The IMF has begun implementing a new approach to financing its technical assistance by creating a series of topical trust funds that bring together interested donors. The idea behind the new topical trust funds is to support broader initiatives on policy topics and engage donors on a broader, longer-term, and more strategic basis.
Regional technical assistance centers have gradually evolved to play a major role in IMF technical assistance. These centers, which are largely donor financed, have become important vehicles for helping countries carry out economic reforms. Their objective is to assist countries in designing and implementing their poverty reduction and broader developmental strategies and help countries integrate into the world economy.
The emergence of successive waves of new growth drivers not only benefits Asia, through the creation of trade and investment linkages and greater Asian integration, the formation of North-South economic linkages means wider benefits accrue.
Technical assistance in the IMF’s areas of core expertise is not only an important complement to the IMF’s policy advice in many countries but also helps them pursue their broader developmental and poverty reduction strategies by strengthening their capacity in macroeconomic management.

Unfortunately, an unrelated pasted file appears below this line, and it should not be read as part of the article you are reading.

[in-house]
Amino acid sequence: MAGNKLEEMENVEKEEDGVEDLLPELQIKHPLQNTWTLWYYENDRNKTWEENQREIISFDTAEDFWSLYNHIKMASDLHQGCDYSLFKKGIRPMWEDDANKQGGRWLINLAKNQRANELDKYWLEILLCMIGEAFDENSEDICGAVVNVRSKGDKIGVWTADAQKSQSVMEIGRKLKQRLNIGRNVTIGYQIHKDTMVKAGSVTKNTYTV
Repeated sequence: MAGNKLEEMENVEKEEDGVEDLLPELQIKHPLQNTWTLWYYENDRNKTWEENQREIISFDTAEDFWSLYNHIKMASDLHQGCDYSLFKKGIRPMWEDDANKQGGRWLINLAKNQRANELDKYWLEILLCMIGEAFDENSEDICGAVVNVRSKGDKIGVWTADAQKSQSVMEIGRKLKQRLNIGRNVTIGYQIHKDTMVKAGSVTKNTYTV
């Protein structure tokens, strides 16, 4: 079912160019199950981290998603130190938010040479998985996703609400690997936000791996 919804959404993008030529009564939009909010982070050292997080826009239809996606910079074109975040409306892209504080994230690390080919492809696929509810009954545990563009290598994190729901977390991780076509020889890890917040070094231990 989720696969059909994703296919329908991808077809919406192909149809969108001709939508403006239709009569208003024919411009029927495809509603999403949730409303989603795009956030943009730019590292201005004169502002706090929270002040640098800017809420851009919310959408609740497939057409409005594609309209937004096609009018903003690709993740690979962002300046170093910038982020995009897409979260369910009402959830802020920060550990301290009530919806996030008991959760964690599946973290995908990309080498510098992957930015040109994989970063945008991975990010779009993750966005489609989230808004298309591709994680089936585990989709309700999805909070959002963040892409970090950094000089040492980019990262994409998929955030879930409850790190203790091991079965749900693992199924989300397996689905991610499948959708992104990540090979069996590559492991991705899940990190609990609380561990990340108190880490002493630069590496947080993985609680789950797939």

The IMF has initiated a public consultation with various stakeholders, including governments, private sector, academia, think tanks, non-governmental and civil society organizations, and the wider public on the role of the International Monetary Fund.
IMF Managing Director Dominique Strauss-Kahn assesses progress in Africa and pulls together some common themes from his visit to Kenya, South Africa, and Zambia.
South Africa has long been seen as the growth hub in the south and eastern part of the continent. But this past year, as a member of the G-20 group of nations, South Africa has come to be seen as much more--an emerging market and now also an influence on how global decisions are shaped. This is a new role for Africa in the world—and a new way for Africa to be seen by the world.
In the wake of the global financial crisis, there is a fresh energy in Sub-Saharan Africa--and a broad consensus on the road ahead. Above all, there is the strong sense that Africa's destiny will be driven by Africans, not by others.
At a conference in Tanzania a year ago, the IMF committed to improving its policies and operational approaches in Africa and pledged to ensure Africa’s concerns would be taken into account during the meetings of the Group of Twenty (G-20) industrialized and emerging market countries and be an advocate for Africa. Now, IMF Managing Director Dominique Strauss-Kahn, on a visit Kenya, South Africa, and Zambia--his third trip to the region in the past 12 months--presents the scorecard of how the IMF has delivered on its promises to the continent.